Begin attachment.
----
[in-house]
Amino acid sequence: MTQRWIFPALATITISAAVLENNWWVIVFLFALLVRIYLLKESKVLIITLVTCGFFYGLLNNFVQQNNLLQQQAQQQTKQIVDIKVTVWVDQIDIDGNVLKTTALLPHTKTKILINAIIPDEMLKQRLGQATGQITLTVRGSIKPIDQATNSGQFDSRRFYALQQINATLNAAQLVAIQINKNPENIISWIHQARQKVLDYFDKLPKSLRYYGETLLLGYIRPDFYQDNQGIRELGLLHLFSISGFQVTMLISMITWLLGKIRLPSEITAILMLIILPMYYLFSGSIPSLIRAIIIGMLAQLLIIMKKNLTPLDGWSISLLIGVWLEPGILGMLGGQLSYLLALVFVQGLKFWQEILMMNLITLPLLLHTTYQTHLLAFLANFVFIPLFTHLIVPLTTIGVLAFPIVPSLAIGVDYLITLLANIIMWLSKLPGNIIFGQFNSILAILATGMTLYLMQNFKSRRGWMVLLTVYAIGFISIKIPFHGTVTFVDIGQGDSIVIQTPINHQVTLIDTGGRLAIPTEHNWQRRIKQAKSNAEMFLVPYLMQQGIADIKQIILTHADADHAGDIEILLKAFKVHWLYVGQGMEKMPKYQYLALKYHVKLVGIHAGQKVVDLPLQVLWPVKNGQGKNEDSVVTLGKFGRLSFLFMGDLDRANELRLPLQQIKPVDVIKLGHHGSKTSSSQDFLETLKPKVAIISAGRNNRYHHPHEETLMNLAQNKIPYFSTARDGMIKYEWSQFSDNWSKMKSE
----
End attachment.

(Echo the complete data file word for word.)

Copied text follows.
[in-house]
Amino acid sequence: MTQRWIFPALATITISAAVLENNWWVIVFLFALLVRIYLLKESKVLIITLVTCGFFYGLLNNFVQQNNLLQQQAQQQTKQIVDIKVTVWVDQIDIDGNVLKTTALLPHTKTKILINAIIPDEMLKQRLGQATGQITLTVRGSIKPIDQATNSGQFDSRRFYALQQINATLNAAQLVAIQINKNPENIISWIHQARQKVLDYFDKLPKSLRYYGETLLLGYIRPDFYQDNQGIRELGLLHLFSISGFQVTMLISMITWLLGKIRLPSEITAILMLIILPMYYLFSGSIPSLIRAIIIGMLAQLLIIMKKNLTPLDGWSISLLIGVWLEPGILGMLGGQLSYLLALVFVQGLKFWQEILMMNLITLPLLLHTTYQTHLLAFLANFVFIPLFTHLIVPLTTIGVLAFPIVPSLAIGVDYLITLLANIIMWLSKLPGNIIFGQFNSILAILATGMTLYLMQNFKSRRGWMVLLTVYAIGFISIKIPFHGTVTFVDIGQGDSIVIQTPINHQVTLIDTGGRLAIPTEHNWQRRIKQAKSNAEMFLVPYLMQQGIADIKQIILTHADADHAGDIEILLKAFKVHWLYVGQGMEKMPKYQYLALKYHVKLVGIHAGQKVVDLPLQVLWPVKNGQGKNEDSVVTLGKFGRLSFLFMGDLDRANELRLPLQQIKPVDVIKLGHHGSKTSSSQDFLETLKPKVAIISAGRNNRYHHPHEETLMNLAQNKIPYFSTARDGMIKYEWSQFSDNWSKMKSE